The analysis in the three preceding chapters was designed to

show what we m a y expect, a priori, to result from the quantitative

control of imports. It was intentionally a highly simplified account

and deliberately avoided the innumerable qualifications which are

necessary when relating theoretical argument to the real world. D e s ­

pite the level of abstraction involved it offers an explanation of

the direction and nature of the forces set in motion by the controls

on imports; at the same time it suggests a great many questions to

which we might attempt to seek answers.

These questions relate to three interdependent but distinct aspects

of the control of imports. The first concerns the methods of control

and their implementation. The more general discussion of the theory

of the d i r e c t control of imports has been extensively in terms of t h e

price equivalent of a quantitative import control. Consequently, we

are interested in the extent to which the methods of control employed

deviated from a form of price adjustment which arguments of economic

efficiency indicate is preferable. We also need to recognise the limita­

tions of these arguments and consider whether there may not be certain

advantages in practice attaching to the use of t h e method of direct

control which requires us to modify the strict application of the m arg­

system as such was operated. We shall consider the question of the speed and accuracy of the controls in Chapter VIII. In Chapter IX we shall consider how the selection between sources and classes of imports was made, considering particularly the implications for the industries producing items directly competitive with imports-. The extent and nature of the protection received by the domestic import competing

industries during the periods when competition from imports was restrict­ ed by the controls will be examined in Chapter X, particularly the extent to which this was affected by the manner in which the controls were

operated. These three chapters, then, concern themselves primarily with particular features of the licensing system as such. These are not the only aspects of the system with which we shall deal but they are the ones to which it will be convenient to give separate consideration.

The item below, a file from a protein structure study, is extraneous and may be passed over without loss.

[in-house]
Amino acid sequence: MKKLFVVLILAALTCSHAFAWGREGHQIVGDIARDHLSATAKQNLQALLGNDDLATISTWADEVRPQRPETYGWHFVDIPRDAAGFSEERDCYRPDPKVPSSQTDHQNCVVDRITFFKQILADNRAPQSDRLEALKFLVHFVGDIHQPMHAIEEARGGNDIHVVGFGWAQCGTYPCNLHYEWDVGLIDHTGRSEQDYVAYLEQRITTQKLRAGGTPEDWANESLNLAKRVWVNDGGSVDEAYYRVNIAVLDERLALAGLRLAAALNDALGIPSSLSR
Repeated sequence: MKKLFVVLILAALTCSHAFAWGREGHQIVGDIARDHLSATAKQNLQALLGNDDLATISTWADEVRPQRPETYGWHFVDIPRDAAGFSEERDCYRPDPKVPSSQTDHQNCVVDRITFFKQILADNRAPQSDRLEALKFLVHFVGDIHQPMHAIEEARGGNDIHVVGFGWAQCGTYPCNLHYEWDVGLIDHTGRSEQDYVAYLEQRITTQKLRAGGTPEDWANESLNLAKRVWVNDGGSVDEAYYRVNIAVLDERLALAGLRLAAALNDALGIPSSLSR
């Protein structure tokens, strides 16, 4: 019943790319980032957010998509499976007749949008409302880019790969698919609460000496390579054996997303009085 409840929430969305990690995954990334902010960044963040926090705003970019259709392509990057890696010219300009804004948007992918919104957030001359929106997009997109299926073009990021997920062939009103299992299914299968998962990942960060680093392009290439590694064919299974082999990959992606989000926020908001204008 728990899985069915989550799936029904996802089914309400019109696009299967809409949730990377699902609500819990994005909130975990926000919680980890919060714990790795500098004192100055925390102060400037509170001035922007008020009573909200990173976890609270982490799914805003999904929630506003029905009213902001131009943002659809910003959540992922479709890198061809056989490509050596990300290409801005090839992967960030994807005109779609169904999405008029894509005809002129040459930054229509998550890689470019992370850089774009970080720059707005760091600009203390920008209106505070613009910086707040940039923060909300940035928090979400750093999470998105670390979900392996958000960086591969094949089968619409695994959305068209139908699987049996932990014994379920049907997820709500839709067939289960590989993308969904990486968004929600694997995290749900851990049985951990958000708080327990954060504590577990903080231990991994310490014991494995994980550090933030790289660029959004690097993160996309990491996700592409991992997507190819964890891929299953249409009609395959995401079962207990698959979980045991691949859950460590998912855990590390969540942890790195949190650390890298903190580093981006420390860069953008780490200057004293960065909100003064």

The second group of questions relates to the longer term, or broad­ ly structural, aspects of import control as such. Basically the question may be stated as whether the direct controls on imports made any contri­ bution to their own removal. In the discussion in ChaptersIV and V we

saw that there was no theoretical reason for this to happen; in terms of the static theoretical models the control of imports will make no contribution, and it is usual to assume that in practice they are likely, if anything, to accentuate the basic problem of imbalance by raising the


seen t h a t th e c o n t r o l s have, i n f a c t , been removed.

We a r e , t h e r e f o r e ,

i n t e r e s t e d i n th e e x te n t to which t h i s may be a t t r i b u t e d t o th e c o n tr o ls

a s su c h o r t o o th e r f a c t o r s which o c c u rre d in d e p e n d e n tly o f th e e x i s t ­

ence o f th e c o n tr o ls on im p o r ts .

O th er q u e s tio n s o f im portance r e l a t e

v a r i o u s l y t o th e r e a l c o s t o f d i r e c t c o n t r o l o f im p o rts, t o th e e f f i c ­

ie n c y o f re s o u rc e a l l o c a t i o n and t o th e d i s t r i b u t i o n o f income; th e s e

a s p e c t s , w h ile h a v in g an e f f e c t , i n d i r e c t l y , on th e answ er t o th e b ro a d e r

q u e s ti o n posed above, a r e a l s o o f im p o rtan ce i n th em selv es i n th e p a r t i c ­

u l a r c o n t e x t


o f th e A u s t r a l i a n economy.

These w i l l in c lu d e th e r e a c t i o n s

In document The control of imports : Australia 1952-1960 (Page 153-161)